3. Tight timeline.
Borel says the team had only a couple of months to design, vet, and procure products, so their timeline was crunched. Two main strategies helped make sure they met the timeframe and goals.
They worked with vendors who have a dedication to sustainable products—most had already done the legwork of vetting their own materials within the products, so COOKFOX already had the data to support these selections (material transparency, market transformation).
The team reused furniture the client already had and purchased vintage pieces. “This gave the furniture a second life and diverted it from the landfill, while also ensuring that off-gassing had already occurred,” Borel says.
Every workstation has natural light and views to the outdoors, and 50% of the space is dedicated to shared work and gathering areas to support the collaborative nature of IWBI’s workflow. In addition to the sit-stand workstations, COOKFOX designed a variety of workspaces to support different working styles, with the main central desks also convertible from sitting to standing.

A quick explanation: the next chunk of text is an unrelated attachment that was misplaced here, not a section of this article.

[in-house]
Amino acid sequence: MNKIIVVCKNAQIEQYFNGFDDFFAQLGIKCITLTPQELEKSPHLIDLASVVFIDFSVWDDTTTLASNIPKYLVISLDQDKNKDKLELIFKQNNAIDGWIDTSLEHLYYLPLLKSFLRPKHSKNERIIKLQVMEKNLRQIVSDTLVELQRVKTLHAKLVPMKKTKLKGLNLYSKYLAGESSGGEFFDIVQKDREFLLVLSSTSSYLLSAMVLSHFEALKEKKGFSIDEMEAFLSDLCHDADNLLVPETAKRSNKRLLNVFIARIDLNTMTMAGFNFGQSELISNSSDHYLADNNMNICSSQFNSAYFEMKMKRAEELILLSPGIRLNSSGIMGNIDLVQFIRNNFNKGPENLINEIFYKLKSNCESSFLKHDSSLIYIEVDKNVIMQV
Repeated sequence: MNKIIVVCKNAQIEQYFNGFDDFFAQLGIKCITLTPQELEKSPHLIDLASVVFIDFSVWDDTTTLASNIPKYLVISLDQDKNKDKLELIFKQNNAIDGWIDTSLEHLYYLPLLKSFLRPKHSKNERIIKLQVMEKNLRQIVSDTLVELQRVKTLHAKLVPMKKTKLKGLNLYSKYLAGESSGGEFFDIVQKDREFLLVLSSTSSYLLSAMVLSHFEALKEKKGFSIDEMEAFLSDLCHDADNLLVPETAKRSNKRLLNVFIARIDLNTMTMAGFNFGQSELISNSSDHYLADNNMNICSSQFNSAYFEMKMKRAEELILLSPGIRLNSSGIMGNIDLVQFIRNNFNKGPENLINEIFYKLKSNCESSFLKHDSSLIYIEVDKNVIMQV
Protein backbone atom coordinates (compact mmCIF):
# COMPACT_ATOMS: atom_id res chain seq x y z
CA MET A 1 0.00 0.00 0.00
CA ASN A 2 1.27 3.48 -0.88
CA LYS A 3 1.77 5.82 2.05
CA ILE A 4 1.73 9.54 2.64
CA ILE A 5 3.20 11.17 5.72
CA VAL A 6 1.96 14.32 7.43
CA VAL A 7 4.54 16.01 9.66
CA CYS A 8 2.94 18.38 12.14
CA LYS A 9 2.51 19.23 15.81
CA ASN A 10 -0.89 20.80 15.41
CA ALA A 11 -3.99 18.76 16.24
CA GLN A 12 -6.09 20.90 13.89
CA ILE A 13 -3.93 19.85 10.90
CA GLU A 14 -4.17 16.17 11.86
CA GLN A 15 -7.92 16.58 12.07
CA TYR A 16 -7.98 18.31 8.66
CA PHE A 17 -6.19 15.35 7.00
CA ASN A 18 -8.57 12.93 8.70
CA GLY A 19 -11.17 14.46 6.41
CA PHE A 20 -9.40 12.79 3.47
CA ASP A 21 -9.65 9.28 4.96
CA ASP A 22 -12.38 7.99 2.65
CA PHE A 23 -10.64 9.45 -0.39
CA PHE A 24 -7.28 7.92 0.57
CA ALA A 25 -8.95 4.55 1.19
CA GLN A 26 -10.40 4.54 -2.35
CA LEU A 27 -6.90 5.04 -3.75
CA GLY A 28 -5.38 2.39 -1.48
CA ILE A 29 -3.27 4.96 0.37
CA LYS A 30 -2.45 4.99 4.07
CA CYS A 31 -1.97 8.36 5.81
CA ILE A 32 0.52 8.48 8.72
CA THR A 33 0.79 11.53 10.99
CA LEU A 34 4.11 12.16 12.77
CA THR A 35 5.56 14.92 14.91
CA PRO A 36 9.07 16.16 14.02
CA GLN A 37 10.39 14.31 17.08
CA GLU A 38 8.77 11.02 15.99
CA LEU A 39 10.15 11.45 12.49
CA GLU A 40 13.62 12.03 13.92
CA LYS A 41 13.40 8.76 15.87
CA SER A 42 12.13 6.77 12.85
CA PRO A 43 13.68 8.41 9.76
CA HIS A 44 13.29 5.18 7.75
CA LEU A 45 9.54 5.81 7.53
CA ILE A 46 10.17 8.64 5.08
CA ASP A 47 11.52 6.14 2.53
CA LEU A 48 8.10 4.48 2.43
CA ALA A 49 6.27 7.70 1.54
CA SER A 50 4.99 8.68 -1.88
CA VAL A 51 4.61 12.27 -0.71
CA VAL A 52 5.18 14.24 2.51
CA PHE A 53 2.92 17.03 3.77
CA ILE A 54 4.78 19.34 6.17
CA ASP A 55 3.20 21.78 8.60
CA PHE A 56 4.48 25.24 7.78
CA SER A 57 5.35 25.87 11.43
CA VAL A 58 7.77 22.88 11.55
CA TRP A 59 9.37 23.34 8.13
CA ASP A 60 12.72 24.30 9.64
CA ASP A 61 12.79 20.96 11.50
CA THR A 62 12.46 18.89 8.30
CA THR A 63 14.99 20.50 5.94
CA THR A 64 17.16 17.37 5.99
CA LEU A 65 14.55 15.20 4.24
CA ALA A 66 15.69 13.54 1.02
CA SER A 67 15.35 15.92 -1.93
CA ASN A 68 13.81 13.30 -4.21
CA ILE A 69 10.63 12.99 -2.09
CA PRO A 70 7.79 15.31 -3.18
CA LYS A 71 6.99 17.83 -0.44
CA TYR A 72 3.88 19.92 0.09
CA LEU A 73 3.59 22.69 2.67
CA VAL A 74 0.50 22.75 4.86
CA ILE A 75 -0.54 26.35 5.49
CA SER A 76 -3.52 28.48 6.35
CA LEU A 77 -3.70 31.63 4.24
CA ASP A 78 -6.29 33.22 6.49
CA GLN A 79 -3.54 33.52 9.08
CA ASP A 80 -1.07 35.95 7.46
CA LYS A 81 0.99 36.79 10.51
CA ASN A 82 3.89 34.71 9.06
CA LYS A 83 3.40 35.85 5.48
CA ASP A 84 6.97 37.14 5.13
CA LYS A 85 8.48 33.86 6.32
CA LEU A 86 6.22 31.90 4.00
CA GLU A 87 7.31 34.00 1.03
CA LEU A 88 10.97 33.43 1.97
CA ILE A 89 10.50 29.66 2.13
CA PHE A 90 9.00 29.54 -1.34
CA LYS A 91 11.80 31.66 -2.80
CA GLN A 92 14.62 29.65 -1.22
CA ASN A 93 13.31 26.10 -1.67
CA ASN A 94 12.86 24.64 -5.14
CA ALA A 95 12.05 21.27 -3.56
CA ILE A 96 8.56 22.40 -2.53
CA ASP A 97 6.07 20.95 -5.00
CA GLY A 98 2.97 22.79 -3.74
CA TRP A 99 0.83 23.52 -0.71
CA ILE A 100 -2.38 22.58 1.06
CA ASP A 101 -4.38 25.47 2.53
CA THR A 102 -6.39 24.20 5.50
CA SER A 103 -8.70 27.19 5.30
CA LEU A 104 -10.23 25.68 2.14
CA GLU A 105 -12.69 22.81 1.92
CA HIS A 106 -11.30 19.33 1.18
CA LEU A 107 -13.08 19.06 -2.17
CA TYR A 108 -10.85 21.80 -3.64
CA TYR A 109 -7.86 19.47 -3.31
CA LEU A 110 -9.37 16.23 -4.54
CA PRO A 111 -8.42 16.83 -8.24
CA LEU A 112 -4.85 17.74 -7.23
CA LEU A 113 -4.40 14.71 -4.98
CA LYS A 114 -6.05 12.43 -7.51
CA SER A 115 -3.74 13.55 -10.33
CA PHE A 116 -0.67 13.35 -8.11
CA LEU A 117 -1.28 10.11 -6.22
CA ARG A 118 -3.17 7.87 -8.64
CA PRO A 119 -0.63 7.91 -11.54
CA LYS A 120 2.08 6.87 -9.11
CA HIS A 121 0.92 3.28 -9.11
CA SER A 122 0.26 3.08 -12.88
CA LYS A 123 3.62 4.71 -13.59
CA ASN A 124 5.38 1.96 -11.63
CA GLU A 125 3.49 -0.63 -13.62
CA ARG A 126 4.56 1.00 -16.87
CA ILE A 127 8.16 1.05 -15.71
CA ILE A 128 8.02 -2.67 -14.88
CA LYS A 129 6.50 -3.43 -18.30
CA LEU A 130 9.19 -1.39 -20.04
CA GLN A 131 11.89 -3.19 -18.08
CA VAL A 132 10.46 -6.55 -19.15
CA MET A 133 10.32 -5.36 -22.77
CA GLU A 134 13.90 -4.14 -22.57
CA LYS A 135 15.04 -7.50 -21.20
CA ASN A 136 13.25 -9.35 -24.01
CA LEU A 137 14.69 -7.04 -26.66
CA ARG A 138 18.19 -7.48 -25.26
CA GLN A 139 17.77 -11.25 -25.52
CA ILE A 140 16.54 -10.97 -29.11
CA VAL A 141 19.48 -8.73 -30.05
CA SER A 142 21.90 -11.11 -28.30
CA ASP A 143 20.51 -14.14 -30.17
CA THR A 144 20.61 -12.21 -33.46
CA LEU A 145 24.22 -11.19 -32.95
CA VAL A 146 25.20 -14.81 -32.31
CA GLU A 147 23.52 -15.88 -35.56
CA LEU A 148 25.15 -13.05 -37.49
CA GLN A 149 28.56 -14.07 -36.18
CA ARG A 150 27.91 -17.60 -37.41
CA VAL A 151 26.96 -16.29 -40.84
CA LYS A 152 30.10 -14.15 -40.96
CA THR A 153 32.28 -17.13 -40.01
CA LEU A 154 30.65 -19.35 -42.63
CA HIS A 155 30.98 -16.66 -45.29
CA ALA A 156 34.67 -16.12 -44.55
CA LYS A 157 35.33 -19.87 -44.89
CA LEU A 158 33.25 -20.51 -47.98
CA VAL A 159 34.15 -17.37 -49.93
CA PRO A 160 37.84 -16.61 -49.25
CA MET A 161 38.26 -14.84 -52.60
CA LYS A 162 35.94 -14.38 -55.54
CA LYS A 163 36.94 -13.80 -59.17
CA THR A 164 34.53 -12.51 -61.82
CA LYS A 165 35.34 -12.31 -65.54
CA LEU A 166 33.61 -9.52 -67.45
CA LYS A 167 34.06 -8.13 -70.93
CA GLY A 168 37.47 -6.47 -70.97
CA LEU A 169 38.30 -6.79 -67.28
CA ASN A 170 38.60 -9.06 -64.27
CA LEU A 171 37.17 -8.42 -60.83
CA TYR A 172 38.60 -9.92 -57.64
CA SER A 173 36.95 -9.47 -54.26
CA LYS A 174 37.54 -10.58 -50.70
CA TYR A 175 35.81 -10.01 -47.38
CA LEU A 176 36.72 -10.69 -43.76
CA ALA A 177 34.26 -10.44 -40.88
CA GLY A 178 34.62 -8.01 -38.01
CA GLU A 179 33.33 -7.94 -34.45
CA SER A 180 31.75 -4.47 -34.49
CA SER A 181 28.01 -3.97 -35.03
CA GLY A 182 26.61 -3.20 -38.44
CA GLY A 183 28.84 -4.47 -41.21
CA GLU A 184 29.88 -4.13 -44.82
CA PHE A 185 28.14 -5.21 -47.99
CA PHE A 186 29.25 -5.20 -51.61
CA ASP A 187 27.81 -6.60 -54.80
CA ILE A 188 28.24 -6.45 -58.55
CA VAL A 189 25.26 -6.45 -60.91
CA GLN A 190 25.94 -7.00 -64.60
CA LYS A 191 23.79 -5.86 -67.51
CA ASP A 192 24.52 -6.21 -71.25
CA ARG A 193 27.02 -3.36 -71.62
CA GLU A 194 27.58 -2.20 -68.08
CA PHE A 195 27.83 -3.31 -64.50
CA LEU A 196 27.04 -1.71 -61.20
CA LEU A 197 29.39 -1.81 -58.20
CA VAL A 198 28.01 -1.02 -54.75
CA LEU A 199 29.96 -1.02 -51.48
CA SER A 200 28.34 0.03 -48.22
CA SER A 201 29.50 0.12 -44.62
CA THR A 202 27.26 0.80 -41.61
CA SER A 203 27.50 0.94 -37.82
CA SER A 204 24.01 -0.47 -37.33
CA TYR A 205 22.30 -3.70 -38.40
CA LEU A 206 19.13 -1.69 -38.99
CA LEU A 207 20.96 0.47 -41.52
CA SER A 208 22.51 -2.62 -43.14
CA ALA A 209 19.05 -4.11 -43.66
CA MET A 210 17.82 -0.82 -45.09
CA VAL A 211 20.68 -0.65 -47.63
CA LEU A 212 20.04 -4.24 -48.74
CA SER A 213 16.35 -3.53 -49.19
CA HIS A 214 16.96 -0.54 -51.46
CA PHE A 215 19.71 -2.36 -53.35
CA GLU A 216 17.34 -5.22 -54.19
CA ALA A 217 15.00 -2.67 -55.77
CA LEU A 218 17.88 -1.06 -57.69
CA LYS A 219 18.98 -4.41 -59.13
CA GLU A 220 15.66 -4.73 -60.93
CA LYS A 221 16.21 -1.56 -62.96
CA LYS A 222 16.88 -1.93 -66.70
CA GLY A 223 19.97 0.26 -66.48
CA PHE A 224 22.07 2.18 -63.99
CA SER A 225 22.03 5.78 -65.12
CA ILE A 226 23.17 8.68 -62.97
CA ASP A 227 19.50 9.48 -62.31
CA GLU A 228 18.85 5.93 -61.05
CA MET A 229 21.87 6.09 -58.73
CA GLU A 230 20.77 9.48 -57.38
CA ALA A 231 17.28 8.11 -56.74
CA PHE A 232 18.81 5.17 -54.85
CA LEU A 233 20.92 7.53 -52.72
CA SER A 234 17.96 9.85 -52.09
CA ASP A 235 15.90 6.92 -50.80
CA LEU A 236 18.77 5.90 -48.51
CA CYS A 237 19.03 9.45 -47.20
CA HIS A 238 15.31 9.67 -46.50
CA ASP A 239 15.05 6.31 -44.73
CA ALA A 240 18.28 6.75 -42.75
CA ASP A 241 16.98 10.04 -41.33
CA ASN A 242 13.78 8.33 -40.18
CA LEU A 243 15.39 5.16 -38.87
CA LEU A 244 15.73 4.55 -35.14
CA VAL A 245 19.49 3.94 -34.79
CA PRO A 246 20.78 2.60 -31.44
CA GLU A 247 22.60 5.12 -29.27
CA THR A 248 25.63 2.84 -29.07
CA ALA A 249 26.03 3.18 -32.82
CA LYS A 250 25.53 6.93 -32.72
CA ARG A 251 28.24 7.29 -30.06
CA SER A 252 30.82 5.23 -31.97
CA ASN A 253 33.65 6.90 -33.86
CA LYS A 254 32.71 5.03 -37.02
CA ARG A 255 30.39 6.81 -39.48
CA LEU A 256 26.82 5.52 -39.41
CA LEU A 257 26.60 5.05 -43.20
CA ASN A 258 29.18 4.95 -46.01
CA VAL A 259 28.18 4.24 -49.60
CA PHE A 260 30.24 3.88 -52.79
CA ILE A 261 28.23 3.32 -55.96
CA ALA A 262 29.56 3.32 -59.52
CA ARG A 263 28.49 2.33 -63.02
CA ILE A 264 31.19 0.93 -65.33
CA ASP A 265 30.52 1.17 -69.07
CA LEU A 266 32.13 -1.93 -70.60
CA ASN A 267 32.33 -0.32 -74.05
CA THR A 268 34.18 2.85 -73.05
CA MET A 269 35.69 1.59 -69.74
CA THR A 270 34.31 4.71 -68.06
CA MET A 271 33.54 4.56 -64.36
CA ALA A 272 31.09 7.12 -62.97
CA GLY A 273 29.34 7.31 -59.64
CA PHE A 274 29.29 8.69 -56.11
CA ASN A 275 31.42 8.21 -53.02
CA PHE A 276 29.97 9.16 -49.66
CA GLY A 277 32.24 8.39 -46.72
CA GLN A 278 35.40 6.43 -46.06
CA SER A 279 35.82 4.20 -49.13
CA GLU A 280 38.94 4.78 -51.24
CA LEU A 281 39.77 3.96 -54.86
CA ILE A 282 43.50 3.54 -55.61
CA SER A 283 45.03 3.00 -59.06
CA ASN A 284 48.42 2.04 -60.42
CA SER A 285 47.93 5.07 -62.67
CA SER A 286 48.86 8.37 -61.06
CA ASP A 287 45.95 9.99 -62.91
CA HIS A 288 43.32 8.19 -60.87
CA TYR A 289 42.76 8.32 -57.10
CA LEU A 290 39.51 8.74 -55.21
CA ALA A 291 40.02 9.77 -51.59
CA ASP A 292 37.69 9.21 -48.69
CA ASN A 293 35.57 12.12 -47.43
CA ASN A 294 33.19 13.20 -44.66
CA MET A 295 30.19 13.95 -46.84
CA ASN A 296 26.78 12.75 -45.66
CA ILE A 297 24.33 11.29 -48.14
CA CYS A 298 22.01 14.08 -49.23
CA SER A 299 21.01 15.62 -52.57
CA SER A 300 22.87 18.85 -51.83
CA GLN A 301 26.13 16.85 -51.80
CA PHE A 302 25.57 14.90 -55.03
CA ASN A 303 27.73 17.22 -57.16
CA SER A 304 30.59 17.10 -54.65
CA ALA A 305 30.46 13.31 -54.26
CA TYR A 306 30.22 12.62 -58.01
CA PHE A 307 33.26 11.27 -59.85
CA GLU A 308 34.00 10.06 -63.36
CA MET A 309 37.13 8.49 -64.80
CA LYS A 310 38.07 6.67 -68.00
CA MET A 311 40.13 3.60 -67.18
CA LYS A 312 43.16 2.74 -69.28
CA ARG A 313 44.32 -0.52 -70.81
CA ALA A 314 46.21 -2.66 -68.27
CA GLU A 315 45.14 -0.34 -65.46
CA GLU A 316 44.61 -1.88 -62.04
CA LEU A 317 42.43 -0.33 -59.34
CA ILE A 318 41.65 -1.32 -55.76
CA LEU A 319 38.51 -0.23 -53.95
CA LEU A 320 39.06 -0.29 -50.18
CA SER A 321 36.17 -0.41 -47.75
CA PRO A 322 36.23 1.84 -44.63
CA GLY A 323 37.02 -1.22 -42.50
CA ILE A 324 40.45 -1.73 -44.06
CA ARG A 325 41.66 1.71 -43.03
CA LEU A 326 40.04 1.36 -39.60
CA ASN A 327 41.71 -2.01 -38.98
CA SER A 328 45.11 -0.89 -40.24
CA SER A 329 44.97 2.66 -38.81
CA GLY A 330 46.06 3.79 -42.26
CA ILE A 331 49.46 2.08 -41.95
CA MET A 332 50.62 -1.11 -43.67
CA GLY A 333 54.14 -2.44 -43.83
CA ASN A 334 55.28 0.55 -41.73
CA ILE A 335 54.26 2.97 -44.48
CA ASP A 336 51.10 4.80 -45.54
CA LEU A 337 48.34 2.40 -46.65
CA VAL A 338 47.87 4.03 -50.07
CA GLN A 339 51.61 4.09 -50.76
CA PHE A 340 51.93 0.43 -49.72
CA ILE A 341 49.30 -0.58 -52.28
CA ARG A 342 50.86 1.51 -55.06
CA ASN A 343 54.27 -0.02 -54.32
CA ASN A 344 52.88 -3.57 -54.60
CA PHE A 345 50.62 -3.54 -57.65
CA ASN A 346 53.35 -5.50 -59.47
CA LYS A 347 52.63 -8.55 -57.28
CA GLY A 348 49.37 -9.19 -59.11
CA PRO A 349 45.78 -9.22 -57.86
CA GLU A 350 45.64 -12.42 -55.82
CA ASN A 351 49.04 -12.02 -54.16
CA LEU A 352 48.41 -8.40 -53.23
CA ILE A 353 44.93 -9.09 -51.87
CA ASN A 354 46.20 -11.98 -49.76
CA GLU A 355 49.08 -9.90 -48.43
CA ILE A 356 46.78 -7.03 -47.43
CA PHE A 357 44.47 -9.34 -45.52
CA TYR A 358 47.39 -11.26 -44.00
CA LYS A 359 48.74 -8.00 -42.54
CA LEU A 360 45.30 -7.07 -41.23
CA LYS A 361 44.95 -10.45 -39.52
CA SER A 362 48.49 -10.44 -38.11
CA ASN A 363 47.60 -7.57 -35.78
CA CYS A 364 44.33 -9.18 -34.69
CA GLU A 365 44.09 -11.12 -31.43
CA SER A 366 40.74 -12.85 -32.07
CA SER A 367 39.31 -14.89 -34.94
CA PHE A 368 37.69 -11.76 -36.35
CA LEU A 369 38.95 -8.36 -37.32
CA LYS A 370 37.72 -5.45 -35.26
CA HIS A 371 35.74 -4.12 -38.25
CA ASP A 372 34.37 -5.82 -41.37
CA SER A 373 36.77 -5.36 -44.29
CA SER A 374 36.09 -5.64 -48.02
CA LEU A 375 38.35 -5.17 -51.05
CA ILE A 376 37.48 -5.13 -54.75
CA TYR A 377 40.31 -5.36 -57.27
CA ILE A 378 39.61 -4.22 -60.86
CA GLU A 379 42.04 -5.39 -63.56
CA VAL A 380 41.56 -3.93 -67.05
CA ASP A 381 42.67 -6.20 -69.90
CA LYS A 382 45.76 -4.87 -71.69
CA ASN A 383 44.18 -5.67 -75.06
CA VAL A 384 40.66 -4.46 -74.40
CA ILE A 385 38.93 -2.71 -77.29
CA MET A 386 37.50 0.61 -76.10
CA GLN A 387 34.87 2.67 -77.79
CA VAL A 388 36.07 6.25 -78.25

Plants are integrated throughout the IWBI office to help connect staff to nature. “Designed to evoke the positive biological responses of prospecting views from a comfortable, safe place, planter boxes line the windows, drawing the eye outward to the city views and park tree canopy below,” Borel says. “A planter wall shelters the front living room area, and planters interspersed throughout the space act as green screens and add dynamic visual interest.” The building is also just a few blocks from New York City’s flower district. “Once we knew our strategy and planning for the foliage, a few local markets were engaged to fill out the vision.”